U.S. Bombing: Murder as Usual
— Voices in the Wilderness
The following is excerpted from a statement by Voices in the Wilderness following the February 16 bombing of Iraq.
VOICES IN THE Wilderness decries today's bombardment of Iraq which hit sites just south of Baghdad. However, we find it instructive to recall the digest of bombings that occurred in the past week and to note that on December 22, 2000 the Gulf News from Dubai quoted figures of civilians killed and injured as a result of US/UK air raids since December 1998 as 311 killed and 927 wounded.
In January, 2001 another 6 were killed and 9 injured in January of this year for a total of 317 killed and 936 wounded.
Digest of civilian suffering caused by U.S. bombing, week of February 11-16:
On February 9, 2001 an Iraqi News Agency report said that a bomb left over from the Gulf War exploded in al-Arouba in the Kerbala province of southern Iraq. Six people were injured and 10-year-old Ali Awad was killed (Reuters).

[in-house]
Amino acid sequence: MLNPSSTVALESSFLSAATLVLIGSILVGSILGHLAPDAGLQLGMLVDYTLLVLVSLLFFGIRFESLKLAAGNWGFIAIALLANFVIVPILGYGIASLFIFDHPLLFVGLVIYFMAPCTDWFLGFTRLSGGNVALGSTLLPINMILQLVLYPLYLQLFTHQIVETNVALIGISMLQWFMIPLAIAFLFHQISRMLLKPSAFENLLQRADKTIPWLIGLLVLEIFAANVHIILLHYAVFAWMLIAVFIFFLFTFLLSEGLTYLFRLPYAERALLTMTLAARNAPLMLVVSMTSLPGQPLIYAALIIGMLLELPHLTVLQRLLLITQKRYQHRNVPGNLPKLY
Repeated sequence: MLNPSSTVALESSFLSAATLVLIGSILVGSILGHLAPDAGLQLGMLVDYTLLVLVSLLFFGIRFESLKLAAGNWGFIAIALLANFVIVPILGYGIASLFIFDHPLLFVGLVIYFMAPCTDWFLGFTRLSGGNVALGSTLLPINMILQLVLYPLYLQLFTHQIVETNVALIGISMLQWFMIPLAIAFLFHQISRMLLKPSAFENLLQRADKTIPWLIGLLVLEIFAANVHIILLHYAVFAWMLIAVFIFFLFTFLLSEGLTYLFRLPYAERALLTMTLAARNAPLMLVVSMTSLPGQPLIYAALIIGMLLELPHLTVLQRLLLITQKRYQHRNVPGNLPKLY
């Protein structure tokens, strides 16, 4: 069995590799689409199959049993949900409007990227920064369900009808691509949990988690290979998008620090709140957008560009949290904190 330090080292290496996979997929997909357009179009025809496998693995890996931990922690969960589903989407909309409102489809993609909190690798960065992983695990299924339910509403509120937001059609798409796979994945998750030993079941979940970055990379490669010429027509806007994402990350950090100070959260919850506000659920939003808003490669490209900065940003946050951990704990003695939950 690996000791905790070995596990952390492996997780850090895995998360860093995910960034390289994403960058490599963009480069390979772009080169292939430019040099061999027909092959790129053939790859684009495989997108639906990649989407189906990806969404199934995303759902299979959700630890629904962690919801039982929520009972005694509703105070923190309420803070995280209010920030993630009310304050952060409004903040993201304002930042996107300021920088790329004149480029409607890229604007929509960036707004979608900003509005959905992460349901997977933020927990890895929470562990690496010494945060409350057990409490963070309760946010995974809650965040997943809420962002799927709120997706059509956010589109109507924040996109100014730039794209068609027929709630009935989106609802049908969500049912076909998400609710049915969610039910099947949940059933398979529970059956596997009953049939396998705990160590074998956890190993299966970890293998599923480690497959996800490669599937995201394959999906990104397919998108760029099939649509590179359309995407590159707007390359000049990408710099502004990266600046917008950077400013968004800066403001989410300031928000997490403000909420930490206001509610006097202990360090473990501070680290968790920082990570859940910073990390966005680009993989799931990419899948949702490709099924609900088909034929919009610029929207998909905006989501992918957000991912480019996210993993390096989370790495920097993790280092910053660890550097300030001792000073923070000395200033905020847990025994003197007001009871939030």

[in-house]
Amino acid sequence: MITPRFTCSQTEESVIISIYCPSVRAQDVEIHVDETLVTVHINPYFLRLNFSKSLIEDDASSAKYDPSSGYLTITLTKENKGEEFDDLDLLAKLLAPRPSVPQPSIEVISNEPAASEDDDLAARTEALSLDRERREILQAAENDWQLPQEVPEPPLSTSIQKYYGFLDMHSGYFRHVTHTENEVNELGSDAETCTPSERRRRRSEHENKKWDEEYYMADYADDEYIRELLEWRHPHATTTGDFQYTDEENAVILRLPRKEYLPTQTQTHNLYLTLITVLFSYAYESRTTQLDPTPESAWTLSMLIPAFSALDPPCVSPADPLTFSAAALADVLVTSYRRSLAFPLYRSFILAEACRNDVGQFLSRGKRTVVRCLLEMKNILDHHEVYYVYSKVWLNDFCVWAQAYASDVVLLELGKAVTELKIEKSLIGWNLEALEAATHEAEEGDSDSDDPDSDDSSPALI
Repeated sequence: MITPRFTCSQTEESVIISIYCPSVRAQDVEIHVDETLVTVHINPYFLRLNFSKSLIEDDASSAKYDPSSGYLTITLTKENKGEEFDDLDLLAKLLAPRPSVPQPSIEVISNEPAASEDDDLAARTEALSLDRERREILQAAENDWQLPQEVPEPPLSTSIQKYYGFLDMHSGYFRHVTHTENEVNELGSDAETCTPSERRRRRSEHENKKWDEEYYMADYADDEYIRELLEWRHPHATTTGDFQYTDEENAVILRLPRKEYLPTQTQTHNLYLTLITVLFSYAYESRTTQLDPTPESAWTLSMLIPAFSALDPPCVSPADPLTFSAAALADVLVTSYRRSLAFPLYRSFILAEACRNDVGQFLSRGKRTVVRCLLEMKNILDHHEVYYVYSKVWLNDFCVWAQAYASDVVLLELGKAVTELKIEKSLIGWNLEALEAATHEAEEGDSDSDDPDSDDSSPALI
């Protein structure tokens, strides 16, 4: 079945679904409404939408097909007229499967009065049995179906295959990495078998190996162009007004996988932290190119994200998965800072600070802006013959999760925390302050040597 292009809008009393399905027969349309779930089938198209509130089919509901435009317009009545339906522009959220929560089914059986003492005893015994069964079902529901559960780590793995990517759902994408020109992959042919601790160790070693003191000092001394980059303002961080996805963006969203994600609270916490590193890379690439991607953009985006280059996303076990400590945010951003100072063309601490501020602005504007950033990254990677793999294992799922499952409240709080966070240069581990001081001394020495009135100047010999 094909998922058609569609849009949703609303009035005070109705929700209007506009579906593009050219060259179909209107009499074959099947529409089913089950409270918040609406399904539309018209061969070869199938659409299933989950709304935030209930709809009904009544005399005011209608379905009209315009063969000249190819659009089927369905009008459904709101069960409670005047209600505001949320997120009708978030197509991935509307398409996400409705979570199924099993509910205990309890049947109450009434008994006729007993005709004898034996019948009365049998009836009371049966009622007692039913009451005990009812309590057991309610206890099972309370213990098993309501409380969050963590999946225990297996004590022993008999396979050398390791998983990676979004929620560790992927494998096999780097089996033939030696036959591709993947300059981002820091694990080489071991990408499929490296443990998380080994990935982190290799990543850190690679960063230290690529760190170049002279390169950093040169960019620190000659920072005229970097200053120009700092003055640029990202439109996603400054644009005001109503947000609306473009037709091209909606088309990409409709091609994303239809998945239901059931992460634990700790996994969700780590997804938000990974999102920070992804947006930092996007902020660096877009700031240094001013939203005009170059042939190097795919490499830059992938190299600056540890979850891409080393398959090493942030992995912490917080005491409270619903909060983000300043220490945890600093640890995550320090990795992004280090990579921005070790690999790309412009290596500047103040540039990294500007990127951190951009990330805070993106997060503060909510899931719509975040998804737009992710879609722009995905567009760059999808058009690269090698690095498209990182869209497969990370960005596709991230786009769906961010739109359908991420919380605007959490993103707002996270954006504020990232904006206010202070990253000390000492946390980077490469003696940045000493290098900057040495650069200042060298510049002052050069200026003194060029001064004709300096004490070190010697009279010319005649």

A second bomb exploded in the Kut Akwam area of Shatt-el-Arab district in Basra province, injuring six people who were taken to the hospital for treatment.
On Sunday, February 11, U.S. and British warplanes injured seven people and destroyed 17 houses in air strikes on Sunday in the southern part of Iraq, hitting civilian buildings and military installations in the provinces of Basra and Maisan. (Reuters)
On the 13th, U.S. and British planes struck targets in the south of Iraq but there were no injuries or deaths. (That same day) an Iraqi news agency report stated that two children were injured when a cluster bomb dropped during the Gulf War 10 years ago exploded in Anbar province; the report did not say when it happened.
Voices in the Wilderness believes the US and the UK must end their illegal “No-Fly Zone” bombing attacks on the north and south of Iraq. There is no UN provision for such bombardment. Resolution 688, sometimes referred to as a document legitimizing the no-fly zone bombardment makes no reference to a right to take over Iraqi airspace, resulting in the tragic killing of civilians.
ATC 91, March-April 2001